On the long flight to Washington for his meeting with United States President George W. Bush, Prime Minister Ehud Olmert should take along Yosef Hayim Yerushalmi's book "Freud's Moses: Judaism Terminable and Interminable," in the Hebrew translation by Dan Daor. There he will discover that Sigmund Freud, whose 150th birthday is now being celebrated, wrote to Arnold Zweig, who lived in Palestine, that this place has never given rise to anything except religions, holy lunacies and ambitious attempts to overcome the external world of the visible by means of the inner world of wishes. This psycho-political diagnosis was written in May, 1932. It is also applicable in May, 2006.
Like his predecessor, the prime minister wants to overcome a visible conflict at home by means of wishes - aspirations of obtaining support from the outside world for a pretentious attempt that would postpone the solution to this violent conflict. Olmert is pinning his faith on an American leader whose voters are doubting the wisdom of his statesmanship, above all with respect to the Middle East. This is the same Bush who forced the Palestinians into elections that toppled the government into the hands of the Hamas, and is now condemning them to shortages in the foolish expectation that they will topple Hamas.
Even the submissive European representatives in the Quartet have declared a revolt against the president's people. They have opposed the continuation of the cruel siege on the territories and repulsed a first American attempt to release Israel from negotiations in favor of establishing facts on the ground. However, with congressional elections at the gate, the Jewish Christian lobby is storming the breach. Israeli guests who have been in Washington lately have been surprised by the strength of the administration's revulsion at any initiative to promote negotiations on a final-status agreement between Olmert and Palestinian Authority Chairman Mahmoud Abbas (Abu Mazen).
Justice Minister Haim Ramon, the main mover and shaker in matters of "convergence," already knows that "after they realize that at the moment, there is no partner for diplomatic negotiations on the Palestinian side," the religious parties in the coalition will support the prime minister's plan. Before that, he promised that by the end of 2008, "we will be standing on the border that marks Israel's permanent border." Moreover, Olmert has established a "convergence team," but has not bothered to establish a negotiating team. Whoever heard of a patient who invites his friends to his funeral even before he enters the operating room? Olmert, who in his "victory speech" urged Abu Mazen to reach an agreement, is contenting himself with "defensible borders." And who will decide whether those "defensible borders" include, for example, the city of Ariel, which is 25 kilometers distant from the Green Line (pre-Six Day War armistice line)? Israel and the United States, of course.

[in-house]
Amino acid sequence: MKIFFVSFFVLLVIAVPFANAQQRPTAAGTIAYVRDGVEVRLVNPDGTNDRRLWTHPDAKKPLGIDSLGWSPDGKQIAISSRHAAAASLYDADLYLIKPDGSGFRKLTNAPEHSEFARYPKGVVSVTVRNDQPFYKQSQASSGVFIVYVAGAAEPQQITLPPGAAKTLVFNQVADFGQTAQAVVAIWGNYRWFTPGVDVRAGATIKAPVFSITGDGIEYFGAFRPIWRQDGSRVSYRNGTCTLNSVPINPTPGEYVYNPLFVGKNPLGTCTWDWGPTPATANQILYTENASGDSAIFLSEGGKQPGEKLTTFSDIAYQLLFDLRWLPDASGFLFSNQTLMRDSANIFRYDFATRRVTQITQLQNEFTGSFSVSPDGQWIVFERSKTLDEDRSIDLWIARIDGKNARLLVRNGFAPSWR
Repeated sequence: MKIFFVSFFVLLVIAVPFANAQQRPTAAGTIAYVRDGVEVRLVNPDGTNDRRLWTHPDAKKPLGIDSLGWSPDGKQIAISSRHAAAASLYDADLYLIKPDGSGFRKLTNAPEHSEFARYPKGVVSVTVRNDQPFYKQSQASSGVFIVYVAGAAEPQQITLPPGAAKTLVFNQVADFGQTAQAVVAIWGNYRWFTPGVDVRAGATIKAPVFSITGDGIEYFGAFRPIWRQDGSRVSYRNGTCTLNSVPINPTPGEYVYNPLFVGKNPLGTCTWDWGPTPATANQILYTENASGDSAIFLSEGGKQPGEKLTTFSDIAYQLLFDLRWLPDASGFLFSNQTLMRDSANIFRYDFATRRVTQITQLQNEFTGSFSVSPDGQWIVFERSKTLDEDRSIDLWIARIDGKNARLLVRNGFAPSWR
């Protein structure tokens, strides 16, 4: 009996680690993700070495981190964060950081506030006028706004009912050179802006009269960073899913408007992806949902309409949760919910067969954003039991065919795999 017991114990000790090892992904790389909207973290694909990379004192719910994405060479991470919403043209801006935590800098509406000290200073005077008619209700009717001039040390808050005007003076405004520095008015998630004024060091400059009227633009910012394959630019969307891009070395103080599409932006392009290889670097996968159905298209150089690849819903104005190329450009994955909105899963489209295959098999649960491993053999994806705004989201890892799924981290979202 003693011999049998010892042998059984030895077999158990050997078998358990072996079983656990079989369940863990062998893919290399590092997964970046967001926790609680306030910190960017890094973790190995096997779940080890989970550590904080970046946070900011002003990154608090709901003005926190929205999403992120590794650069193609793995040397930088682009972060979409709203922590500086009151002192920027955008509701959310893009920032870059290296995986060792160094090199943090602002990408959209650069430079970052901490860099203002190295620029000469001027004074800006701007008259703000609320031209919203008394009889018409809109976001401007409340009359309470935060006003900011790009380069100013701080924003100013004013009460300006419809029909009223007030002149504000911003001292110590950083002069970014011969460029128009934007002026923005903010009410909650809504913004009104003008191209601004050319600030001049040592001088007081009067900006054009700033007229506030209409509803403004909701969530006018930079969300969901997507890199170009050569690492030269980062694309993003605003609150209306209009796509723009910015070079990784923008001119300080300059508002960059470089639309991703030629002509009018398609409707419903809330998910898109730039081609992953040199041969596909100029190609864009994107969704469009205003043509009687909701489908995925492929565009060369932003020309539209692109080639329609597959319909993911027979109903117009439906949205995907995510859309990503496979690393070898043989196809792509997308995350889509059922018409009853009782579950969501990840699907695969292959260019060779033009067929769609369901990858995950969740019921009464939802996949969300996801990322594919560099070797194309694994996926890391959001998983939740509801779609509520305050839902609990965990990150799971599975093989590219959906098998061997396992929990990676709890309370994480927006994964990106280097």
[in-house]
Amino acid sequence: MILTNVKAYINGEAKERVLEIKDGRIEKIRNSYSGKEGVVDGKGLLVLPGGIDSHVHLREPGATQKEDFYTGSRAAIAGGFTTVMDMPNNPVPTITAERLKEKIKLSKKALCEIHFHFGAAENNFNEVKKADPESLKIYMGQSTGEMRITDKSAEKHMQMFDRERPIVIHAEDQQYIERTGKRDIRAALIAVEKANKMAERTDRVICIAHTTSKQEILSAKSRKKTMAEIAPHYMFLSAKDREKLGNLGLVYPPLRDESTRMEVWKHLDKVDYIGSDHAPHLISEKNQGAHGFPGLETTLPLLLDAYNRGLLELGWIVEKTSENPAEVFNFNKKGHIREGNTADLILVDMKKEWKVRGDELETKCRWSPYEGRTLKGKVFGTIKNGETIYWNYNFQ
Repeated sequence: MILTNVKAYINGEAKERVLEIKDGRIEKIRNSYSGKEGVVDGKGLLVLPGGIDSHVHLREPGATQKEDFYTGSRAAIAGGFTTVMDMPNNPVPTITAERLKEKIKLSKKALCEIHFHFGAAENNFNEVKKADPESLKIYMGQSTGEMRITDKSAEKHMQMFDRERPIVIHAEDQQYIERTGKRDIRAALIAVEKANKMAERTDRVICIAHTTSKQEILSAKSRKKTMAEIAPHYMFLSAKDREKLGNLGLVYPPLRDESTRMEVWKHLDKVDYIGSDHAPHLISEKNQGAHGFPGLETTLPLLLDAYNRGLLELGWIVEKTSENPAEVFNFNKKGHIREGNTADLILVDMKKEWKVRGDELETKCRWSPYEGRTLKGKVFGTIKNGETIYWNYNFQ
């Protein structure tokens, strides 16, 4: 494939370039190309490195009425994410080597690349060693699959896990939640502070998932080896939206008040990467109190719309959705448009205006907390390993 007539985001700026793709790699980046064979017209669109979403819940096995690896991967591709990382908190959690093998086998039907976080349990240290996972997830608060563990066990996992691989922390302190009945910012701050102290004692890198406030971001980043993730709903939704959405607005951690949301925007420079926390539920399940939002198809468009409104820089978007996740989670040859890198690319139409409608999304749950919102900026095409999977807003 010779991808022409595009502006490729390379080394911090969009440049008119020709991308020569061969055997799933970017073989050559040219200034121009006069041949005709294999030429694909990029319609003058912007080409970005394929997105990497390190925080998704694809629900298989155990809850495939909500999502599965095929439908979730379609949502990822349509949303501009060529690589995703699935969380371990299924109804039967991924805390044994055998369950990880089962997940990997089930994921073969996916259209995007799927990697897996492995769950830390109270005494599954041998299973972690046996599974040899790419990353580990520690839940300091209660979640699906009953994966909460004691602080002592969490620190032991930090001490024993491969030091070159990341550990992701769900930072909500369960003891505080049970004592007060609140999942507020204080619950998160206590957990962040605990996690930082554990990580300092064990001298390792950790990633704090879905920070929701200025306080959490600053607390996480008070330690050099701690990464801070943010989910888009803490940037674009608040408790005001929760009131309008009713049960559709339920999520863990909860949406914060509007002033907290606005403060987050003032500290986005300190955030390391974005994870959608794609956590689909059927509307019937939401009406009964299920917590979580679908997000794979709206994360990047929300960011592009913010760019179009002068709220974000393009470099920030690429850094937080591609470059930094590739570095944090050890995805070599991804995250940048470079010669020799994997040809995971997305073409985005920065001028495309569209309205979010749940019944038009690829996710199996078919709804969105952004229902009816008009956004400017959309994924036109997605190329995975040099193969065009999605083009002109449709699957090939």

Labor Party Chairman and Defense Minister Amir Peretz dared to say something about the need to negotiate with Abu Mazen, and the Prime Minister's Bureau told the media that the defense minister is daydreaming. Peretz was insulted, Olmert issued a correction and the Volvo cavalcade went back to routine. At almost the same moment, Hamas and Fatah were about to agree on policy guidelines. The leaders of the prisoners - a group whose importance can hardly be exaggerated, headed by Marwan Barghouti of Fatah and Abed al-Haleq al-Natsche of Hamas - have signed a document that lays the foundations for a strategic understanding between the leading organizations. The document grants power of attorney to Abu Mazen to conduct negotiations with Israel until an agreement is reached, and then to present it to the Palestine Liberation Organization's National Council or put it up for a referendum.
Here you have it: That same "plucked fowl" who is clinging with all his might to the diplomatic option is receiving a blessing for the road from prisoner for life Marwan Barghouti, whose power no one denies. That same "broken reed" who obtained an agreement to stop the terror attacks from Hamas is getting a document from Hamas prisoners that affords a chance, perhaps a last chance, for a two-state solution. If Israel looks away, as it did following the important declaration by the Arab League, we will yet be fondly missing Ismail Haniyeh. If we insist on adding to our collection of holy lunacies the wish "to take our fate into our own hands" and continue the occupation, we should not be surprised when the occupied take our fate into their hands.
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